Two fragmentation hand grenades, and a white phosphorus hand grenade, were placed as three separate booby traps in the mine tunnel; the white phosphorus grenade was the furthest towards the back, and would set the bunker contents on fire. "If we can't have it, nobody can, and they should die in a fire."


Kevin will have to add the "taken" stuff to his inventory list for the team.


     While delayed by the small forest fire, and the back-fire the team had set, by the end of the day the Project members were back aboard the Vilkov with their loot. The captain hauled the ship off the beach, and sailed out towards the setting sun through Deception Pass. The ship anchored for the night, 15 kilometers away from the coast.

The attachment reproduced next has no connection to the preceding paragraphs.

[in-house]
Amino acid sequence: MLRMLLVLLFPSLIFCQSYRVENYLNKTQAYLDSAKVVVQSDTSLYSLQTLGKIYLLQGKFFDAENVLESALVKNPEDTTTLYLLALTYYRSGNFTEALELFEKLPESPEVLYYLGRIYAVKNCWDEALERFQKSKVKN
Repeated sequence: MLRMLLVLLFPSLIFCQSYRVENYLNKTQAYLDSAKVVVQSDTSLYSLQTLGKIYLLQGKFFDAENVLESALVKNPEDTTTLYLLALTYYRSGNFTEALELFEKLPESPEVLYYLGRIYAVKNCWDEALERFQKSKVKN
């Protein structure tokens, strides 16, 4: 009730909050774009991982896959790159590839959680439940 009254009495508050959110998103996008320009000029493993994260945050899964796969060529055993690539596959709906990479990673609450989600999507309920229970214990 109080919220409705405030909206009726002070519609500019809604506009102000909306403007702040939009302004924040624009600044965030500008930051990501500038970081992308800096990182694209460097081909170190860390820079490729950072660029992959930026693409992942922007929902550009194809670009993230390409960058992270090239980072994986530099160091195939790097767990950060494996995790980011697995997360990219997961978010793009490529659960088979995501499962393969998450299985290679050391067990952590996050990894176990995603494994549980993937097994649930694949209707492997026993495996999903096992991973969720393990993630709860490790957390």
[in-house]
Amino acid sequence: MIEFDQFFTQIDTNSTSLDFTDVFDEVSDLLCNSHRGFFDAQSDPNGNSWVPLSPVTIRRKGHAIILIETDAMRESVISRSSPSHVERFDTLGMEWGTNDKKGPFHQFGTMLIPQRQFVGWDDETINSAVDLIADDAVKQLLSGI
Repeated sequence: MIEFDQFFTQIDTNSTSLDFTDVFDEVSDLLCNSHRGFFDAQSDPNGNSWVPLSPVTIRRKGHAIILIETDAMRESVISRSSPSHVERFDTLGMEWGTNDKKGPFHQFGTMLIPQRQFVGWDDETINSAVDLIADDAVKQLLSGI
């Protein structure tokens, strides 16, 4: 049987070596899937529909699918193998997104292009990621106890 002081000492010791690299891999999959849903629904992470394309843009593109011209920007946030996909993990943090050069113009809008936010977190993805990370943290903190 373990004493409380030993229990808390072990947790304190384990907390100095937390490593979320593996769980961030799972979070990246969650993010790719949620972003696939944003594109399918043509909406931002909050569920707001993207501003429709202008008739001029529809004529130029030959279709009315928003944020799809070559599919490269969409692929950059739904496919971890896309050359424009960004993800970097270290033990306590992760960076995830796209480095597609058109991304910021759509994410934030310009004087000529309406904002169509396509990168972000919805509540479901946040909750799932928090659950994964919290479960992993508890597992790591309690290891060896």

The three big steamboats, and some smaller ones, arrived at Portland at sunset.


Thursday, 30 June, 2140


weather report (Portland):  low temperature 55° F, high temperature 63° F, mid-day humidity 76%,  wind speed 18 kph from the south, scattered clouds and several light rain showers.


     The Soviet landing ship raised anchor and got underway before dawn, traveling slowly into the Straits (one engine was not operating correctly). Late in the afternoon, the ship stopped briefly at Astoria, and then continued up the Columbia River to Portland.

     Tied up to the River Folk docks there were three large steamboats, and a half-dozen smaller vessels. Camped on the shore were hundreds of men -- the Montanan Army, recruits from Oregon City, and other members of the Expedition! A great cheer went up when the Vilkov was sighted.


The Nikolay Vilkov used 14,000 liters of biodiesel on the trip to Skagit Bay and back. At a normal "pump" price of $0.10 per liter ... $1,400 worth.